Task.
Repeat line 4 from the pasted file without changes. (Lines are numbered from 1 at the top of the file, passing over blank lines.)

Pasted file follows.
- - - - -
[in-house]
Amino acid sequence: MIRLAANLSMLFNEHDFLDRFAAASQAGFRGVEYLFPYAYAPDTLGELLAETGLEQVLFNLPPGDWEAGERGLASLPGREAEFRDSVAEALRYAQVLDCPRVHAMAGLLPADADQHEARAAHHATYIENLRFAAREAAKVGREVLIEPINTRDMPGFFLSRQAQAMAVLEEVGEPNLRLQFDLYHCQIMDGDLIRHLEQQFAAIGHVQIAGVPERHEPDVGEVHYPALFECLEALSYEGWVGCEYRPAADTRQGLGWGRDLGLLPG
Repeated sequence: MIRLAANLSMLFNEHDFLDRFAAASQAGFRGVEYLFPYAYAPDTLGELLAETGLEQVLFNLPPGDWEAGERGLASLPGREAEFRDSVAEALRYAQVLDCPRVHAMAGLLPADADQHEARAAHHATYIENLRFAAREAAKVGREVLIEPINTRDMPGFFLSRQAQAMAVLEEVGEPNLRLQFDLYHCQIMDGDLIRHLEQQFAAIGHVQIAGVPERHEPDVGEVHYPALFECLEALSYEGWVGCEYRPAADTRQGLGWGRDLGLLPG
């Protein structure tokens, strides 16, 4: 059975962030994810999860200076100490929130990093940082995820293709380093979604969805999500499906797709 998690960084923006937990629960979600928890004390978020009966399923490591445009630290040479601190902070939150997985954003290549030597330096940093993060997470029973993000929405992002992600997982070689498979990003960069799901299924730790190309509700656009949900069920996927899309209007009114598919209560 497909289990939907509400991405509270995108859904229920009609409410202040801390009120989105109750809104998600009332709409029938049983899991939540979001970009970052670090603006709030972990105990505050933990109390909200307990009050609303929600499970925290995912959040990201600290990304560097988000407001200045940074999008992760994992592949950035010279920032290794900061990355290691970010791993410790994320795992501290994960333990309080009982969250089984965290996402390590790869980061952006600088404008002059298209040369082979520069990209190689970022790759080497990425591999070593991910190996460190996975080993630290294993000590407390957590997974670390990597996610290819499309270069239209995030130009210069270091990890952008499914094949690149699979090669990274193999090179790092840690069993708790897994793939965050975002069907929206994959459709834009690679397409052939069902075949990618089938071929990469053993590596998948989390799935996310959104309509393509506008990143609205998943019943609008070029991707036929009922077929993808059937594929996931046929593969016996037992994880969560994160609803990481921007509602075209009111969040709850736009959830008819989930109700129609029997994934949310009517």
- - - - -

């Protein structure tokens, strides 16, 4: 059975962030994810999860200076100490929130990093940082995820293709380093979604969805999500499906797709 998690960084923006937990629960979600928890004390978020009966399923490591445009630290040479601190902070939150997985954003290549030597330096940093993060997470029973993000929405992002992600997982070689498979990003960069799901299924730790190309509700656009949900069920996927899309209007009114598919209560 497909289990939907509400991405509270995108859904229920009609409410202040801390009120989105109750809104998600009332709409029938049983899991939540979001970009970052670090603006709030972990105990505050933990109390909200307990009050609303929600499970925290995912959040990201600290990304560097988000407001200045940074999008992760994992592949950035010279920032290794900061990355290691970010791993410790994320795992501290994960333990309080009982969250089984965290996402390590790869980061952006600088404008002059298209040369082979520069990209190689970022790759080497990425591999070593991910190996460190996975080993630290294993000590407390957590997974670390990597996610290819499309270069239209995030130009210069270091990890952008499914094949690149699979090669990274193999090179790092840690069993708790897994793939965050975002069907929206994959459709834009690679397409052939069902075949990618089938071929990469053993590596998948989390799935996310959104309509393509506008990143609205998943019943609008070029991707036929009922077929993808059937594929996931046929593969016996037992994880969560994160609803990481921007509602075209009111969040709850736009959830008819989930109700129609029997994934949310009517």